So, in the rather unlikely event of someone asking me, “Why do you LIKE film music?” I would refer them to this film and this precise 20 seconds, and say. “That is why I LOVE Film Music!”

Thanks Howard

(This is a sort of precursor of a much lengthy feature on the media scores of Howard Blake).


A CONCERT REPORT BY    John Williams.

Andre Rieu is a phenomenon. A Musical Phenomenon no question. For years he has travelled the world giving music lovers what they want. Something the TV Channels and the majority of Concert Halls I suspect Worldwide have totally neglected: The music tastes of the 40 – 50 plus year olds. Time was, and we are going back years here, that the BBC gave us many years of musical magic from Sir Andre Previn, in the aptly called ANDRE PREVIN’S MUSIC NIGHT. Here well known and some less so, Musical favourites from the Classical repertoire, couple with Sir Andre ‘s superb knowledgeable commentary were played with skill by the LSO. Going probably further back, BBC 2 used to show MANTOVANI IN CONCERT , easy listening, I think just orchestral, and no singing. Going back even further, there were plenty of song and dance shows on all TV Channels



That music is still sought after today, but the Controllers of the main channels, think that all we want is BRITAIN’S GOT TALENT, and if there is a Concert, it usually by some obscure group or singer I have never heard of.


Mr Rieu’s Concerts aren’t earth shattering. You don’t got to one of his concerts for something new. You go because you know what you are going to hear, and that is the pleasure of it all. It’s a stylish combination of so much. New Year’s Day concerts from Vienna, Henry Mancini, The Three Tenors. Christmas Carol Concerts . A bit of humour, Ladies in beautiful ball gowns, and it is combination that could go on for years – and has already done so . The concert in Birmingham was near capacity, and the Arena is big venue. I liked his sense of humour, The concert started at 8-00 on the dot. and believe it or not, at around 8-25 people were still arriving. One Gentleman trundled down to the front row, I think at that time. Very courageous. Mr Rieu cordially said ” Good Evening” then looked at his watch. The gentleman took it in good part, and I am sure there must have been a good reason why he was so late, yet he wasn’t the only one. The same occurred after the interval, when some of the audience were still coming in with drinks well over 20 minutes after the second half started.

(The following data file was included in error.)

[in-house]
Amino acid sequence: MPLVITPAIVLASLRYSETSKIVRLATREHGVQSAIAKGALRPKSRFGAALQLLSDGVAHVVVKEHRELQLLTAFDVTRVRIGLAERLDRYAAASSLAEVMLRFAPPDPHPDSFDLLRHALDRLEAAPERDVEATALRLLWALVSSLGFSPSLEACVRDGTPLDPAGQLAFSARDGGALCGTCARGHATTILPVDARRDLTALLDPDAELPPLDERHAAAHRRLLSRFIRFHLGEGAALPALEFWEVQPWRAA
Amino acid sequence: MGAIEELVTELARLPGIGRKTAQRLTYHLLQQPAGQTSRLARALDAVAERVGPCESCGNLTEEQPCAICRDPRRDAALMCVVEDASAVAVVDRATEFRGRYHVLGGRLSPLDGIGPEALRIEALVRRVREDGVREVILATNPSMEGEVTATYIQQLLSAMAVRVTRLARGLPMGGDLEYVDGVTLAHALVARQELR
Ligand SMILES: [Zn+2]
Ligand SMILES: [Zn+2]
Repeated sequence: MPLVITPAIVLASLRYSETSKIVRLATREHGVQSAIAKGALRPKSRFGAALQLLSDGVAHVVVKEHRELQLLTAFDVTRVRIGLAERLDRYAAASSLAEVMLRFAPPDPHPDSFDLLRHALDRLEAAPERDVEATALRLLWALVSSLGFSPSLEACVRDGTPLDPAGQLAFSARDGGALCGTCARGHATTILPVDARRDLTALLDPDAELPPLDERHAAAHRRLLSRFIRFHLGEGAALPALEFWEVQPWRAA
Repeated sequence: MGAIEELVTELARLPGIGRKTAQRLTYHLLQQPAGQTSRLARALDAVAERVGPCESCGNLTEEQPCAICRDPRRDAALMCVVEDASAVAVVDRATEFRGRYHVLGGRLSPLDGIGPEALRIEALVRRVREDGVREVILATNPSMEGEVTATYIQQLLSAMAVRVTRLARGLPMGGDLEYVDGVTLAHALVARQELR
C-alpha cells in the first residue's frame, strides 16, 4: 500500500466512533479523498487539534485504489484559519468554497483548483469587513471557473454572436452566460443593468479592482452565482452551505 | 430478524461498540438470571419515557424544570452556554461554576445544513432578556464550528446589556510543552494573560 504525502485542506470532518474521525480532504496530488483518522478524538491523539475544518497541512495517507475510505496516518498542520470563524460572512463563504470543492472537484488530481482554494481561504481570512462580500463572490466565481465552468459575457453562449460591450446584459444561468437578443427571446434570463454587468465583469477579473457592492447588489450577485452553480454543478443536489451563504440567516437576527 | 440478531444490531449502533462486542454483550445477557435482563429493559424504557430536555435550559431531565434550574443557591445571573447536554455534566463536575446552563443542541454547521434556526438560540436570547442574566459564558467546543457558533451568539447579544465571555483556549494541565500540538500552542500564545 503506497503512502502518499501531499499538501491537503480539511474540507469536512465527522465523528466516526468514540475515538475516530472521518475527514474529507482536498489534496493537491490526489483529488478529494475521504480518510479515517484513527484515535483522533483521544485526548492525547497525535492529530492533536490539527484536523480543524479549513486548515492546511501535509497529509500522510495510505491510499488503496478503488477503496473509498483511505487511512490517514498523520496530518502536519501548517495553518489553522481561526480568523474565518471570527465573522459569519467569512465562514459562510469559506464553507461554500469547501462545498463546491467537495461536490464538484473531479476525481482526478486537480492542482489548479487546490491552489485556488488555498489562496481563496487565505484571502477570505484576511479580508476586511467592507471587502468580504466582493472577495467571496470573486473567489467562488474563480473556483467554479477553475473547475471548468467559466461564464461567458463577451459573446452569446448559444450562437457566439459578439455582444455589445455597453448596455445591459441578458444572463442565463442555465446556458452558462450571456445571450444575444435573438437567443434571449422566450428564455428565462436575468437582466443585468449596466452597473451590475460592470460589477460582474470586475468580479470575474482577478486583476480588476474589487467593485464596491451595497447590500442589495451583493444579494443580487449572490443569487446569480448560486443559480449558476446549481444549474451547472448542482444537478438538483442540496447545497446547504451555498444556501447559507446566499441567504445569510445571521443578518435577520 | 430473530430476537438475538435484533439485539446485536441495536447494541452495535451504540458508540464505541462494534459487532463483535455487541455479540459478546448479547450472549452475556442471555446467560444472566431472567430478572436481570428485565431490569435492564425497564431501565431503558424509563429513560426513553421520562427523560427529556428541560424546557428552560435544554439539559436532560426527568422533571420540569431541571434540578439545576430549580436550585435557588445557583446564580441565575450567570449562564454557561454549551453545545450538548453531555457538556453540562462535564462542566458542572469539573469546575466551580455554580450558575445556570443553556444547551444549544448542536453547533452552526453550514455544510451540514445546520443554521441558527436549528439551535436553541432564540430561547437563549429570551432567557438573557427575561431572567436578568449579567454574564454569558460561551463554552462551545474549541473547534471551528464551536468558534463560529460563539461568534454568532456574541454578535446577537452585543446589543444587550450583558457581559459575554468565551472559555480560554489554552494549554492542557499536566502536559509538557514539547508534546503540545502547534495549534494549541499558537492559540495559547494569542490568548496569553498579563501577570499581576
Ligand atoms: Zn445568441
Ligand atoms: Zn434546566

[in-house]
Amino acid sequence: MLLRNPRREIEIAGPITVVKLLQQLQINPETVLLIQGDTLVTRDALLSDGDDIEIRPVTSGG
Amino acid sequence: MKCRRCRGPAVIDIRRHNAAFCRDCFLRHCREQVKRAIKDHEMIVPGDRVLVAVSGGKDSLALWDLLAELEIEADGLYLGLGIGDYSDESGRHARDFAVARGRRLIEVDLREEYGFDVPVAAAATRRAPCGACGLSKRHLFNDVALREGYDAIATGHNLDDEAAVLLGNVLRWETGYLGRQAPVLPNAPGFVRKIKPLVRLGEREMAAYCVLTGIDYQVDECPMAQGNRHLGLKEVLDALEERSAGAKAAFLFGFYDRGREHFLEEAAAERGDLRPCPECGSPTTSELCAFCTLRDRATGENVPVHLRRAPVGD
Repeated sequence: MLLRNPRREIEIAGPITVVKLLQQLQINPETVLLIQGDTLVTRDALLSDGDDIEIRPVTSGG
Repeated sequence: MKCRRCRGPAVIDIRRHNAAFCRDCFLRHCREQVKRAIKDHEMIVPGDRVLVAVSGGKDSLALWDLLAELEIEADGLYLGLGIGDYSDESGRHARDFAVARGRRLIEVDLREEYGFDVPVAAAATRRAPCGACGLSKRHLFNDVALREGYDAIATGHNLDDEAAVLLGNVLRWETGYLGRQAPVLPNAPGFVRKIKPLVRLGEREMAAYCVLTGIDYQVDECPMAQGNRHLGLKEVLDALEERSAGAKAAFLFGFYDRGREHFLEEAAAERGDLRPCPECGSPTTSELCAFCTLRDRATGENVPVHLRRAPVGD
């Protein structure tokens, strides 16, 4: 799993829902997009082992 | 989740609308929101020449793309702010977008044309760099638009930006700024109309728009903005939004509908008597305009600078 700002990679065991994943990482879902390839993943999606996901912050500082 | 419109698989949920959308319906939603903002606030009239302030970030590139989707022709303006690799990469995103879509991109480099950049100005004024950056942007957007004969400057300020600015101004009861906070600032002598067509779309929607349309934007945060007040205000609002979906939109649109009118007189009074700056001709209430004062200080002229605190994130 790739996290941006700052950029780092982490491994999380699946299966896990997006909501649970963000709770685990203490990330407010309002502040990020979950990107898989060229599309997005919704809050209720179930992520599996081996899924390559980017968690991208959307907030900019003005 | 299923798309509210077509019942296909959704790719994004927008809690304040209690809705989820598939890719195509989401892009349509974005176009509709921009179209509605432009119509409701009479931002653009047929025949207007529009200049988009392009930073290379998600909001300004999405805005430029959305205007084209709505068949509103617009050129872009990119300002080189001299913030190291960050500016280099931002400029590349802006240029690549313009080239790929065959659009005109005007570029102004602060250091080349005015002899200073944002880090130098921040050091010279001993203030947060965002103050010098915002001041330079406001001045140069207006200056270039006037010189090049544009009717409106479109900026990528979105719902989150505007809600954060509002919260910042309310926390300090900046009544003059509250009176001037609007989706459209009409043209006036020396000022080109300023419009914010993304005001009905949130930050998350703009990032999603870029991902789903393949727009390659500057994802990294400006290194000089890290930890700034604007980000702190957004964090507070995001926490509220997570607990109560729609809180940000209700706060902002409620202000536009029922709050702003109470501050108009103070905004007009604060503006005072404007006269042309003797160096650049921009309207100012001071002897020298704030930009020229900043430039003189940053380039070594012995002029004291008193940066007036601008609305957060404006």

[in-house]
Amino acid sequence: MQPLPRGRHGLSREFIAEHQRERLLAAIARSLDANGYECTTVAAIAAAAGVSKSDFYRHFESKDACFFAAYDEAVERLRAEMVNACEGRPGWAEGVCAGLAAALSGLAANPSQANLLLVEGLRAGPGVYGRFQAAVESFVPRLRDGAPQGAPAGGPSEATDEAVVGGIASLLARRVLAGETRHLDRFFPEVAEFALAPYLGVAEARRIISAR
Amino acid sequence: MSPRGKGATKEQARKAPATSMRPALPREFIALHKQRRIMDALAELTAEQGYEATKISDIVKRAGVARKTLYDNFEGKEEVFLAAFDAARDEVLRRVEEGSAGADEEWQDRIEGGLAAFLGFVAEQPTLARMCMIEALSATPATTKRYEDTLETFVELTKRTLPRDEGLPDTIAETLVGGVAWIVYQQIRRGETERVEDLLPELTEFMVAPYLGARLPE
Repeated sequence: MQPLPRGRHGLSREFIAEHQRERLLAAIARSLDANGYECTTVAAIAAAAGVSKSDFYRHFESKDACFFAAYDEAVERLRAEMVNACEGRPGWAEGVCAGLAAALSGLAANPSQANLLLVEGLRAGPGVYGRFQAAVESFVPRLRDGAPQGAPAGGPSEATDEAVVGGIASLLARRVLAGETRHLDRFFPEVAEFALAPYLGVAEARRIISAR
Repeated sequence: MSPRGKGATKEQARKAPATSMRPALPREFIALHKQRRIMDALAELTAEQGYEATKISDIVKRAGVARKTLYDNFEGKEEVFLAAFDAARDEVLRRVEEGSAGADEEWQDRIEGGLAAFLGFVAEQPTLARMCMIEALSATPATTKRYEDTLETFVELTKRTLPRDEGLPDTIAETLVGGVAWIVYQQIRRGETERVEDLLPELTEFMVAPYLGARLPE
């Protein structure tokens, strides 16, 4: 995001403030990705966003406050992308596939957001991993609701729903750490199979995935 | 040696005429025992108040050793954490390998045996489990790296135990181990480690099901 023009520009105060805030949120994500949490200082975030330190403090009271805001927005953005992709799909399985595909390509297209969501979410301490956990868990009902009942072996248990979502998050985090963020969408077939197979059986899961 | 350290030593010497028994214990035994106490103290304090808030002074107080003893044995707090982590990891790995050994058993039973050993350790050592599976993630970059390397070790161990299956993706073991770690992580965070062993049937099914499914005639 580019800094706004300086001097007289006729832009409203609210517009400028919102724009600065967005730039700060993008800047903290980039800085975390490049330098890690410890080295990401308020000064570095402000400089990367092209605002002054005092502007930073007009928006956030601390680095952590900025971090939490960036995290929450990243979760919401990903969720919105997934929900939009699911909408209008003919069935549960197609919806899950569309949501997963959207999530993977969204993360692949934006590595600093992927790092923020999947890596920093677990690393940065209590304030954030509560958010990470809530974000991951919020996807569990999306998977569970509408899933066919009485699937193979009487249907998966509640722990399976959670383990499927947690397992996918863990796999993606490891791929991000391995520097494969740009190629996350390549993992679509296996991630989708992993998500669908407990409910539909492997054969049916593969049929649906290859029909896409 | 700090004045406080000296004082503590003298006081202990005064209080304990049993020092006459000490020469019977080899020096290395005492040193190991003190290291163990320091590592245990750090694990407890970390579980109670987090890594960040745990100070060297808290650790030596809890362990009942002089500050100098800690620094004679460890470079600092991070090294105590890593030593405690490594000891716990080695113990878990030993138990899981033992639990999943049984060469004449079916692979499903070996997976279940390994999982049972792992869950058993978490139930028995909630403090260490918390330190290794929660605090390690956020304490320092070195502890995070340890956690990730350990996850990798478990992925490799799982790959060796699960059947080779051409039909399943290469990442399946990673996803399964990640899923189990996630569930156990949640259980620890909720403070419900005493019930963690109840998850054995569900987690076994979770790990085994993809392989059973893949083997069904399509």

It must be me, but I really couldn’t’ do that. If Mr Rieu has come thousands of miles for the Concert, then well you know the rest!!

I noticed as we arrived, some coaches from Felixstowe and Cornwall, so they covered some miles that day.

Watching a small part of his Christmas Concert in London from 2017 on Youtube afterwards , I noticed a lot of the patter between each song is virtually identical, almost word for word,, but again I reckon that is part of the appeal. You know what you are getting, no surprises here.


Towards the end, he played “The Blue Danube” and as if on cue, couples from the Audience got up to dance. They enjoyed it, and I think everyone in the audience did as well. After the well controlled number of encores, Mr Rieu and his happy band exited, leaving a arena full of happy souls, ready to face the cold late night air, and take the long journey home.

Whatever it cost, I think everyone would be happy to do it one more time.



He defies criticisms. He is criticism proof. You just enjoy and thank him for making your life a bit more richer for his well loved brand of humour, musical taste, gloss and sheer enjoyment.

It make look even better on the DVDS but it is hard to beat the atmosphere of actually being there.





A new album by Debbie Wiseman is always a welcome arrival A sign of true quality, of good taste, and sheer superb musicianship. In this instance, not a Soundtrack CD per se, but one that any lover of her unmistakably recognisable music will admire right from the very first track.